Chad Stahelski's John Wick: Chapter 2 is a gloriously fulfilling follow-up to its predecessor- a bigger, more explosive film that builds off the same principles that made the first entry so memorable, delivering another gleefully violent, self-aware hitman saga full of high-octane gunplay and intricately designed fight choreography. Having more in common with ballet than most modern action films, John Wick: Chapter 2 wastes no time diving headfirst into its carnage-soaked dance of mayhem, finding our heroine thrust into action once again, this time by Italian Crime lord Santino D'Antonio, whom Wick owes a blood oath too. Reluctant to accept at first, John eventually agrees to Santino D'Antonio's request, a decision which eventually leads to John Wick himself having a large bounty placed on his head when D'Antonio double-crosses him. Fans of the first film are certain to enjoy Chapter 2, with this iteration doing even more when it comes to high-flying action choreography and gunplay than its predecessor, offering up a tight, fast-paced narrative that never lets up. There are so many memorable action set-pieces, from the Paris catacombs, to the house of mirrors sequence, but perhaps the absolute standout is the showdown between John Wick and Cassian, played by Common. The one-on-one fight between these two characters is a sequence that epitomizes this franchise, a sequence full of electric, testosterone-dripping violence, but also self-aware humor, which finds these two character's tumbling down a seemingly never-ending sequence of stairs, a scene in physical comedy that would probably make Buster Keaton himself stand-up and cheer. Chad Stahelski's John Wick: Chapter 2 is nonstop fun from start-to-finish, a worthy successor to the highly-entertaining original that offers yet another welcome reprieve from the currently superhero-dominated action genre.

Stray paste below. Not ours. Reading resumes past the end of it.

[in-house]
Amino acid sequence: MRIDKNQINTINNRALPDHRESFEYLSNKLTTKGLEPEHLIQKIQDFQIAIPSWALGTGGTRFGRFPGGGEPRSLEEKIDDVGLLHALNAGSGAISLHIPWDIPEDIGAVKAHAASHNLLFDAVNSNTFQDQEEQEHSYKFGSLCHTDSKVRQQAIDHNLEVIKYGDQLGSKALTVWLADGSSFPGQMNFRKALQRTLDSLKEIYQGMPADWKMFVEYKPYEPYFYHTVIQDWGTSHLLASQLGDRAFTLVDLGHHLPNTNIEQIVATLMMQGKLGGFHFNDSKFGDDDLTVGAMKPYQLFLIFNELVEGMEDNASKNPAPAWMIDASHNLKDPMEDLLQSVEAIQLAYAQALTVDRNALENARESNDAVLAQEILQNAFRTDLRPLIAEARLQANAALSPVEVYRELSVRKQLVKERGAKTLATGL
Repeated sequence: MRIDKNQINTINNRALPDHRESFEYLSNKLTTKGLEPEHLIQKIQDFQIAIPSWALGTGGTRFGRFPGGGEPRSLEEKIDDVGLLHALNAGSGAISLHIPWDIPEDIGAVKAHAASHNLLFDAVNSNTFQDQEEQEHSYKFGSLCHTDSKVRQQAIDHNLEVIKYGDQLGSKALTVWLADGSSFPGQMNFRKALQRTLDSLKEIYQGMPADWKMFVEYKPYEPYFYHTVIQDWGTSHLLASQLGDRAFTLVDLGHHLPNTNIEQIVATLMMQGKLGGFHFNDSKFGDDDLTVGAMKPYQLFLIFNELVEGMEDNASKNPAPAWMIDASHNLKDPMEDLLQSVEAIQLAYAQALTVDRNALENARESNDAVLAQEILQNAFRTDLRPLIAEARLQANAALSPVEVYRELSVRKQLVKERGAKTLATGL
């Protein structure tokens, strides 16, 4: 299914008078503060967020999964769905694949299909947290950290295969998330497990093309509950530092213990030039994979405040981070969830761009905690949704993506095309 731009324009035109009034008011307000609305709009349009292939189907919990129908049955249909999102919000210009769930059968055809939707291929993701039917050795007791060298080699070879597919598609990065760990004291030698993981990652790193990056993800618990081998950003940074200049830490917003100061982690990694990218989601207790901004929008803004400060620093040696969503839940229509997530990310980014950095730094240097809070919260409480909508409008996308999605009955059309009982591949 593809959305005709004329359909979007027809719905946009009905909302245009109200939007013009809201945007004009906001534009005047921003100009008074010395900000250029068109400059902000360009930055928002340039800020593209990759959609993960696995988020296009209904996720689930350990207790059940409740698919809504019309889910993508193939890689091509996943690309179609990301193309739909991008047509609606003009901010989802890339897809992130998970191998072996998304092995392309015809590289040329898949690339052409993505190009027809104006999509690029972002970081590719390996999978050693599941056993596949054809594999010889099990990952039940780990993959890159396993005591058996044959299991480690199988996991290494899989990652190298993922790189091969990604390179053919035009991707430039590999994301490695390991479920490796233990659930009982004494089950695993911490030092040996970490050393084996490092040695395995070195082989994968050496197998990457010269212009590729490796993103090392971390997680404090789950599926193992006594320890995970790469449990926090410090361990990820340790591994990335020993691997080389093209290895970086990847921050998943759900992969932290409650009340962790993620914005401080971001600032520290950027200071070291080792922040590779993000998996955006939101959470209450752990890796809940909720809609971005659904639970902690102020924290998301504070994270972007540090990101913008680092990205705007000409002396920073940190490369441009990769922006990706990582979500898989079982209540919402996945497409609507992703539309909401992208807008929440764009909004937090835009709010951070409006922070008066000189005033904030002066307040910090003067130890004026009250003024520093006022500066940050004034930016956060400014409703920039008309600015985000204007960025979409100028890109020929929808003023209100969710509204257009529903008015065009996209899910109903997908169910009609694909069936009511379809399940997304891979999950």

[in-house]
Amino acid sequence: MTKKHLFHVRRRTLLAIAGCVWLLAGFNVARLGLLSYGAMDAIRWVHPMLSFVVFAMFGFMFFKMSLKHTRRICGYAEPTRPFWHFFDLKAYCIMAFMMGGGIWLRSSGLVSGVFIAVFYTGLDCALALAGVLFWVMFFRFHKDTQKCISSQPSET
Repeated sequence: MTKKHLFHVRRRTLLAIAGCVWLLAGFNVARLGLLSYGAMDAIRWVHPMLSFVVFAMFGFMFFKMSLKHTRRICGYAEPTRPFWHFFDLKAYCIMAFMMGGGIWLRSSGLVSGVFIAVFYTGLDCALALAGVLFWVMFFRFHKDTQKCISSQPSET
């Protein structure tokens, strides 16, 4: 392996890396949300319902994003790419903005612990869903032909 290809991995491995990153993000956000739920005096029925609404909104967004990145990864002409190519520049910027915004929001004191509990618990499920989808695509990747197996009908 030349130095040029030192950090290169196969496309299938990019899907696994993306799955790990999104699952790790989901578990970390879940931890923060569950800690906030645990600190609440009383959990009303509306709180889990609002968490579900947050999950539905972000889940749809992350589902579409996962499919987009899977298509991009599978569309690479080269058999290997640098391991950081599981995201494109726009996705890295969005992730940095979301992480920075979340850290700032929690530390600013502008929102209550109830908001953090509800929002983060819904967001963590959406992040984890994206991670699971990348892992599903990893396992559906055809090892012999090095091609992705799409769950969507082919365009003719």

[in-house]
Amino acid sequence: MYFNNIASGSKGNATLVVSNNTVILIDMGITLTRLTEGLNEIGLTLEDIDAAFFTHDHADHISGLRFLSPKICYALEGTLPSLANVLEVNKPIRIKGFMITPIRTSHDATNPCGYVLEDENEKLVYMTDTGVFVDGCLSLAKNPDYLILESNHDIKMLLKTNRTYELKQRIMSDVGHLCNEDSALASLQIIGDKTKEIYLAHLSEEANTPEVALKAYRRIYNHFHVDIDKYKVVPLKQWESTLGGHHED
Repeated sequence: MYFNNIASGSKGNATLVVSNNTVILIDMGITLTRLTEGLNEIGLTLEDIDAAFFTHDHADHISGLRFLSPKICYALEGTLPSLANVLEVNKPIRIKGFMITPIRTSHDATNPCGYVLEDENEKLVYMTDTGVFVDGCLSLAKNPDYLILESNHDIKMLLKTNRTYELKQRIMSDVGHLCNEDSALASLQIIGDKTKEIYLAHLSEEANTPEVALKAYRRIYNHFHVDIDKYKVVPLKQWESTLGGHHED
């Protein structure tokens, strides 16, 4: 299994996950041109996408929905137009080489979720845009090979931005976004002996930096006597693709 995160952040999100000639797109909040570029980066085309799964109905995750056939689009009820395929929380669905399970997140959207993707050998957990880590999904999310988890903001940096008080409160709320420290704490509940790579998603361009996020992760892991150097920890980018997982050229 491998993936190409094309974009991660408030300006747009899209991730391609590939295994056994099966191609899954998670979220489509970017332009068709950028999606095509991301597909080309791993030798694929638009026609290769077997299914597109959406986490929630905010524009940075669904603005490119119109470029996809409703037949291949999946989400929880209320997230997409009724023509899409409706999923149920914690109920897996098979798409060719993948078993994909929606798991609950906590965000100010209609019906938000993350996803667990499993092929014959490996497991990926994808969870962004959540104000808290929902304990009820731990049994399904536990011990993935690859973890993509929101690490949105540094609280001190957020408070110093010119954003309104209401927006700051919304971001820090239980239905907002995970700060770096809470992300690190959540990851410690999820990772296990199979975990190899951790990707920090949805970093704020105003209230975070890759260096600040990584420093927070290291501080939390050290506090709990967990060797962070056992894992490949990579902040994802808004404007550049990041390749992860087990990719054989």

M. Night Shyamalan's Split is a film built around its sense of mystery and intrigue, a unique horror story about a man suffering from severe multiple personality disorder, who kidnaps three teenage girls one day in broad daylight. Intentionally evasive when it comes to the details surrounding its characters, both in its antagonist, Kevin, the man whose mind is constantly up from grabs by 24 unique personalities, and Casey, one of the kidnapped girls, a social outcast who herself seems to have a mysterious past, Split's narrative compellingly unravels, offering up a unique slice of fantasy horror that should appease most viewers who are simply looking for something different from the genre While Split is far from an astute study of mental illness or the toxic effect which trauma can have on the human psyche, M. Night Shyamalan has crafted a compelling blend of supernatural horror and mental health introspection, with the divisive filmmaker not relying solely on twists or reveals like so many of his past films, instead letting the sound storytelling unravel the sense of intrigue, keeping the viewer guessing from start to finish about the outcome while never promising any type of shocking twist, something which began to plague the talented horror filmmaker due to his self-induced, predictable formula. While Shyamalan's direction effectively elevates the tension of this story from start to finish, it's James McAvoy's memorable performance that truly stands out in Split, a tour-de-force showing by the talented actor whose chameleon-like ability to move from personality-to-personality elevates the electric, unpredictable nature of the story. Without going into details, Split is a film that thematically plays with the convergence of the supernatural and natural world, a film that pays off its supernatural elements with a clever conclusion that doesn't feel cheap or tagged on as much as it may appear to the casual viewer, thematically linking itself to one of Shyamalan's other efforts, Unbreakable, where the barriers between the supernatural and reality are shattered. Far from a perfect film, Split is a welcomed return for the divisive filmmaker, a film that sees Shyamalan trust in his story and thematics more so than cheap twists, unraveling his narrative with a constant and steady dose of tension and intrigue.